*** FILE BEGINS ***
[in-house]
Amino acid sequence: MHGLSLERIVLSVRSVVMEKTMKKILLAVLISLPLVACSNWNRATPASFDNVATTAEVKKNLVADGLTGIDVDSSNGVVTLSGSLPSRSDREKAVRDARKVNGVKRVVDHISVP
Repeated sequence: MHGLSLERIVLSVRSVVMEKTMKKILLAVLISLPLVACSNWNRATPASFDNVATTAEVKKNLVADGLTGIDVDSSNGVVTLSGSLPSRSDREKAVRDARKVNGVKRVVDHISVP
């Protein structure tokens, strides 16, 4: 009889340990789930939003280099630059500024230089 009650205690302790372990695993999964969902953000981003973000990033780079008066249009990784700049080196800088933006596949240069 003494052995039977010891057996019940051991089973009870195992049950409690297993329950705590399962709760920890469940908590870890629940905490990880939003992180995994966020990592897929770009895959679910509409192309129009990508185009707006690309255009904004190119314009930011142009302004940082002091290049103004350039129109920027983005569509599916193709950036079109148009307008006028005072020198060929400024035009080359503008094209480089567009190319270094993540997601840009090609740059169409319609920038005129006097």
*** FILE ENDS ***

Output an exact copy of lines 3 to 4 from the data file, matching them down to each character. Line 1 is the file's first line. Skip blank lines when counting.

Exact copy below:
Repeated sequence: MHGLSLERIVLSVRSVVMEKTMKKILLAVLISLPLVACSNWNRATPASFDNVATTAEVKKNLVADGLTGIDVDSSNGVVTLSGSLPSRSDREKAVRDARKVNGVKRVVDHISVP
């Protein structure tokens, strides 16, 4: 009889340990789930939003280099630059500024230089 009650205690302790372990695993999964969902953000981003973000990033780079008066249009990784700049080196800088933006596949240069 003494052995039977010891057996019940051991089973009870195992049950409690297993329950705590399962709760920890469940908590870890629940905490990880939003992180995994966020990592897929770009895959679910509409192309129009990508185009707006690309255009904004190119314009930011142009302004940082002091290049103004350039129109920027983005569509599916193709950036079109148009307008006028005072020198060929400024035009080359503008094209480089567009190319270094993540997601840009090609740059169409319609920038005129006097």